There are two main types of clutter :
- The physical clutter, which corresponds to all the items that are taking up physical space in your life.
- The mental clutter which can be anything that is on your mind that stops you from functioning at 100%.
They both go hand in hand because they impact each other in various ways. A lot of mental clutter can lead to having a large amount of physical clutter and in the same fashion, a hefty amount of physical clutter could cause an increase of mental clutter. For example, those numerous tasks on your mind might manifest themselves through a messy desk. Likewise, a messy desk could distract you from the task you are currently doing because some of the items on your desk might be putting your mind off track.
Furthermore, your mental clutter weighs you down just as much as the physical clutter does, if not more. It stops you from thinking clearly, it inhibits your ability to focus and as I just mentioned, a cluttered mind can also embody itself through a chaotic living area.
The tasks we must complete, thinking of how others judge us, the past and the future are four things that clog up a considerable part of your mental space and stop you from being at your best.
Here’s how you can clear these four worries and thoughts so you can get rid of that mental clutter and start thinking clearly:
- Achieve closure with the tasks you must complete. Either complete the tasks right away or schedule another time when you can do the tasks if they can’t be completed now.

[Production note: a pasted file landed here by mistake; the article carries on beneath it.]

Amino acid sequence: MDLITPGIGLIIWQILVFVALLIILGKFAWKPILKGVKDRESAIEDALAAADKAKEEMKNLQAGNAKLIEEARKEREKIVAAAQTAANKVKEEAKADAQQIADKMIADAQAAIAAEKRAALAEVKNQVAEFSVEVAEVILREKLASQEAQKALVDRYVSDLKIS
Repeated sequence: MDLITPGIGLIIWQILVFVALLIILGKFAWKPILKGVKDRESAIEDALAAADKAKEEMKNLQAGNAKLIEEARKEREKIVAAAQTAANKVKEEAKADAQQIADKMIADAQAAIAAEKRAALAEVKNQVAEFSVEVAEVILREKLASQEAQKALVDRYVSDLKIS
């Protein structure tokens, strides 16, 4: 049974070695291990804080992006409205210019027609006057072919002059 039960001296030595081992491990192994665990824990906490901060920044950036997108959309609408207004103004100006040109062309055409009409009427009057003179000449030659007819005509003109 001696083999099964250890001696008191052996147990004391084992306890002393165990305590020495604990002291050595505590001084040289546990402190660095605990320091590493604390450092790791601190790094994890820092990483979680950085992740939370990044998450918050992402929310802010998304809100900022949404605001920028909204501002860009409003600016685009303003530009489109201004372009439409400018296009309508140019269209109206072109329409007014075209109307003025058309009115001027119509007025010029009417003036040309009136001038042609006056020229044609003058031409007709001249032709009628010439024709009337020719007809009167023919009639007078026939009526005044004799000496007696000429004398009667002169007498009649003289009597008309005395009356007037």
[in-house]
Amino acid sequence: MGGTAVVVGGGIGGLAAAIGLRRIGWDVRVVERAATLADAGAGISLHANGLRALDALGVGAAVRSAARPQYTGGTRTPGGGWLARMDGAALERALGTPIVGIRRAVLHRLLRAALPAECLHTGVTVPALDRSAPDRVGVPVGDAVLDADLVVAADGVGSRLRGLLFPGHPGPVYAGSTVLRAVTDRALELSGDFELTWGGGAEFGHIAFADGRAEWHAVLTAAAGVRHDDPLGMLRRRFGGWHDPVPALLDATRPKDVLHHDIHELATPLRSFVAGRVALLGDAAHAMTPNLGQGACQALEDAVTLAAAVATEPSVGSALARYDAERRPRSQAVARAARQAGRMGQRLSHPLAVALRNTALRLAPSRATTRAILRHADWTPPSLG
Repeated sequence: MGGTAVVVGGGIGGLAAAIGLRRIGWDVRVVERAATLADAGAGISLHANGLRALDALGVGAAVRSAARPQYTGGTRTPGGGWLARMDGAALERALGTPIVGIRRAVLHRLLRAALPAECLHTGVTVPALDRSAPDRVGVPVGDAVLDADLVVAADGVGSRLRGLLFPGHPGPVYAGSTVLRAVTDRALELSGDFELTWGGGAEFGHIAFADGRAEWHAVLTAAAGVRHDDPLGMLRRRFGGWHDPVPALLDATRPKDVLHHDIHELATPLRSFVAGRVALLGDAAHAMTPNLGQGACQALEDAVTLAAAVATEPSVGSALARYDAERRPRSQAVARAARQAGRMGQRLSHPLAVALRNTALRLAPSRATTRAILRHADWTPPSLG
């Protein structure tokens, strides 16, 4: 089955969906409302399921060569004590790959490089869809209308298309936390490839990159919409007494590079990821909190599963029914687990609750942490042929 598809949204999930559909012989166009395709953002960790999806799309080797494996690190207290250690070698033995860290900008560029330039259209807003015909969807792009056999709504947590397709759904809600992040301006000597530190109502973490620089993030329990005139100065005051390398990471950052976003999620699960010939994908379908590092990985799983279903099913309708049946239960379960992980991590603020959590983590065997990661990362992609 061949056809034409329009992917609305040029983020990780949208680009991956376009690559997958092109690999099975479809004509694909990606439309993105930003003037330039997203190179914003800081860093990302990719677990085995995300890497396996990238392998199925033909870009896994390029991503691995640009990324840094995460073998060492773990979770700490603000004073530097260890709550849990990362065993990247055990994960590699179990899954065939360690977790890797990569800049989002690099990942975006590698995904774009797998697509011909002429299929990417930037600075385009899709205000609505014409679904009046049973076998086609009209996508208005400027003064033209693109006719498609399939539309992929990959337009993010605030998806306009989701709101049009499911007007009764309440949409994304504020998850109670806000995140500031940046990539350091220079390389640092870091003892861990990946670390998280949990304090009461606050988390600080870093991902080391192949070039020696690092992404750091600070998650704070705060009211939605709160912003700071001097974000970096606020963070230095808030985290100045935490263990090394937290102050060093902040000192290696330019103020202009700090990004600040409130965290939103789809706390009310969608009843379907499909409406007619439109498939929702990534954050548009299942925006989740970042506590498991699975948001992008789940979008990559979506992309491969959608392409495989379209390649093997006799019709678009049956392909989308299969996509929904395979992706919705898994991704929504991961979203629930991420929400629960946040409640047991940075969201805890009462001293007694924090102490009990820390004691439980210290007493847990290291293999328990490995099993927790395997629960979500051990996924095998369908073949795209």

- Everyone else also has their own problems and worries so they probably aren’t constantly judging you. More and more of us live in heavily populated, diverse urban areas where people are more individualistic than ever. This means that thinking of how other people can judge you is quite useless because the people who you think are judging you are actually too busy worrying about how others are perceiving them. In individualistic societies all our attention is focused on the self. Thus, the person who is judging you the most is yourself, so stop doing it. And if someone ever does judge you, tell yourself that it is out of your control and that you will not spend time worrying about something that you have no control over.
- Get comfortable with your past. Look at your past right in the eyes until you starting getting comfortable with it. It might take time to realize this, but your past is part of who you are. There are a few ways to deal with the past. You can feel regret (which is completely normal by the way). Regret is the emotional reaction that ties us to the past. It is also a form judgement which ties in with point #2. You can also try to forget and sweep your past under the proverbial rug. Instead of those two options, try to embrace all of your past including your mistakes and try learn to from them. That might sound cliché, but trust me, it is very hard to focus on something when your mind is still trudging in the trenches of the past.
- There is no need to worry about the future if your are living in the moment. I don’t mean that you shouldn’t plan for the future. But worrying about the uncertainty of the future is quite pointless, especially for the Stoics, since they thought there was a predetermined order of events. On the other hand, making the most of the present can change your future for the better.